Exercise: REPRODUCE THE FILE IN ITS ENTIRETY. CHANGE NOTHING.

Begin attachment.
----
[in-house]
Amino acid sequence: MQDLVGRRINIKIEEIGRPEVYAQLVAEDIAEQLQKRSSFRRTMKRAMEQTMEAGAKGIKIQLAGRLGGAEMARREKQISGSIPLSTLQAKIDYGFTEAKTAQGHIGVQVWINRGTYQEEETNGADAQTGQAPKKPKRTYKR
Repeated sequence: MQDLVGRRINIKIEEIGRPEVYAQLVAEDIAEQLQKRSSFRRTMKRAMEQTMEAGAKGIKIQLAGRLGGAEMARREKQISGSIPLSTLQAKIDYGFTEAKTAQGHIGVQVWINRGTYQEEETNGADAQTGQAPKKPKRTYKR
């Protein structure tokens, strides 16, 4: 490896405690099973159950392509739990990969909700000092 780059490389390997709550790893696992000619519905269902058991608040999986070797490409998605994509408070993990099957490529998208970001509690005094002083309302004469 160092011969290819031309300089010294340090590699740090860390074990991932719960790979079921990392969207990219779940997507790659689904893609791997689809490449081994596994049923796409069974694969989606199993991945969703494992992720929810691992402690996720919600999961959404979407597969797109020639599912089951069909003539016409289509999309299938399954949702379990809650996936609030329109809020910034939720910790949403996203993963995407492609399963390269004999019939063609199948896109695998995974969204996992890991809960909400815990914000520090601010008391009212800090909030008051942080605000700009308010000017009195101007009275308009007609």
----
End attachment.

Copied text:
[in-house]
Amino acid sequence: MQDLVGRRINIKIEEIGRPEVYAQLVAEDIAEQLQKRSSFRRTMKRAMEQTMEAGAKGIKIQLAGRLGGAEMARREKQISGSIPLSTLQAKIDYGFTEAKTAQGHIGVQVWINRGTYQEEETNGADAQTGQAPKKPKRTYKR
Repeated sequence: MQDLVGRRINIKIEEIGRPEVYAQLVAEDIAEQLQKRSSFRRTMKRAMEQTMEAGAKGIKIQLAGRLGGAEMARREKQISGSIPLSTLQAKIDYGFTEAKTAQGHIGVQVWINRGTYQEEETNGADAQTGQAPKKPKRTYKR
């Protein structure tokens, strides 16, 4: 490896405690099973159950392509739990990969909700000092 780059490389390997709550790893696992000619519905269902058991608040999986070797490409998605994509408070993990099957490529998208970001509690005094002083309302004469 160092011969290819031309300089010294340090590699740090860390074990991932719960790979079921990392969207990219779940997507790659689904893609791997689809490449081994596994049923796409069974694969989606199993991945969703494992992720929810691992402690996720919600999961959404979407597969797109020639599912089951069909003539016409289509999309299938399954949702379990809650996936609030329109809020910034939720910790949403996203993963995407492609399963390269004999019939063609199948896109695998995974969204996992890991809960909400815990914000520090601010008391009212800090909030008051942080605000700009308010000017009195101007009275308009007609």